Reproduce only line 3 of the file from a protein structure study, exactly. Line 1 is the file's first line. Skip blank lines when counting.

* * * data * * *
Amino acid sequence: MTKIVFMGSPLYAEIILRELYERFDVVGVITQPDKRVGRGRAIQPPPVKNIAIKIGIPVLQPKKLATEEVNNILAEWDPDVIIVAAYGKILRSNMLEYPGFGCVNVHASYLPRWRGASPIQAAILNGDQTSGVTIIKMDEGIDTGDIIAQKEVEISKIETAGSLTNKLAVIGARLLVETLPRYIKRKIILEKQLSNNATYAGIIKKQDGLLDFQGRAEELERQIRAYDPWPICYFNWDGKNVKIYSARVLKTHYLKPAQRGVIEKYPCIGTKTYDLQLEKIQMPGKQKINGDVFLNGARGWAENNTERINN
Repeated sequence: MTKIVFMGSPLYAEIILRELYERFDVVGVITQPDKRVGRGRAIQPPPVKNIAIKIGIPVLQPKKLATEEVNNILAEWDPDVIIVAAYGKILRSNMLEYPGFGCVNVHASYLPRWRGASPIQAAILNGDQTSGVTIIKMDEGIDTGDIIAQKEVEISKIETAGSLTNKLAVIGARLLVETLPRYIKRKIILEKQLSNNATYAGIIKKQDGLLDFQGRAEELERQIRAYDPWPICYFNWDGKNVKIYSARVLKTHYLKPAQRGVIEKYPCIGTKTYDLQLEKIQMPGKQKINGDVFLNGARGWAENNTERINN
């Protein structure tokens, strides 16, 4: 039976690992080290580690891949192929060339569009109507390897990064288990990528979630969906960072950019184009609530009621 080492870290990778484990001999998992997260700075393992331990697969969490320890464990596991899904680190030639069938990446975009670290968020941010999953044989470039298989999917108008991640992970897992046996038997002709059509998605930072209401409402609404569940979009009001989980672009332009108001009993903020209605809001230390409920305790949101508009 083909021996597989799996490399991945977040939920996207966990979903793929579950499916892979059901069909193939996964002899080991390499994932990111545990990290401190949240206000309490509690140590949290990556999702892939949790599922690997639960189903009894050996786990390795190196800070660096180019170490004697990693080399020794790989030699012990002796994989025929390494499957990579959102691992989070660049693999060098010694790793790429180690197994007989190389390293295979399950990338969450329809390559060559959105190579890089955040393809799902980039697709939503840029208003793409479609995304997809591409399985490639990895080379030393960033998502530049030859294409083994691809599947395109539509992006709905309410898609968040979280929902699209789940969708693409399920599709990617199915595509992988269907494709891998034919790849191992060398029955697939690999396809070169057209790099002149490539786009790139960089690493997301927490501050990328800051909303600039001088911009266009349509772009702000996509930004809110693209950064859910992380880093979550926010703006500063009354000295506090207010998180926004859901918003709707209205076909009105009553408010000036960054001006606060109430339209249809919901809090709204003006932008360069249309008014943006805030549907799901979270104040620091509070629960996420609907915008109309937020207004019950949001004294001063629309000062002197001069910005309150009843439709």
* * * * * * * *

């Protein structure tokens, strides 16, 4: 039976690992080290580690891949192929060339569009109507390897990064288990990528979630969906960072950019184009609530009621 080492870290990778484990001999998992997260700075393992331990697969969490320890464990596991899904680190030639069938990446975009670290968020941010999953044989470039298989999917108008991640992970897992046996038997002709059509998605930072209401409402609404569940979009009001989980672009332009108001009993903020209605809001230390409920305790949101508009 083909021996597989799996490399991945977040939920996207966990979903793929579950499916892979059901069909193939996964002899080991390499994932990111545990990290401190949240206000309490509690140590949290990556999702892939949790599922690997639960189903009894050996786990390795190196800070660096180019170490004697990693080399020794790989030699012990002796994989025929390494499957990579959102691992989070660049693999060098010694790793790429180690197994007989190389390293295979399950990338969450329809390559060559959105190579890089955040393809799902980039697709939503840029208003793409479609995304997809591409399985490639990895080379030393960033998502530049030859294409083994691809599947395109539509992006709905309410898609968040979280929902699209789940969708693409399920599709990617199915595509992988269907494709891998034919790849191992060398029955697939690999396809070169057209790099002149490539786009790139960089690493997301927490501050990328800051909303600039001088911009266009349509772009702000996509930004809110693209950064859910992380880093979550926010703006500063009354000295506090207010998180926004859901918003709707209205076909009105009553408010000036960054001006606060109430339209249809919901809090709204003006932008360069249309008014943006805030549907799901979270104040620091509070629960996420609907915008109309937020207004019950949001004294001063629309000062002197001069910005309150009843439709």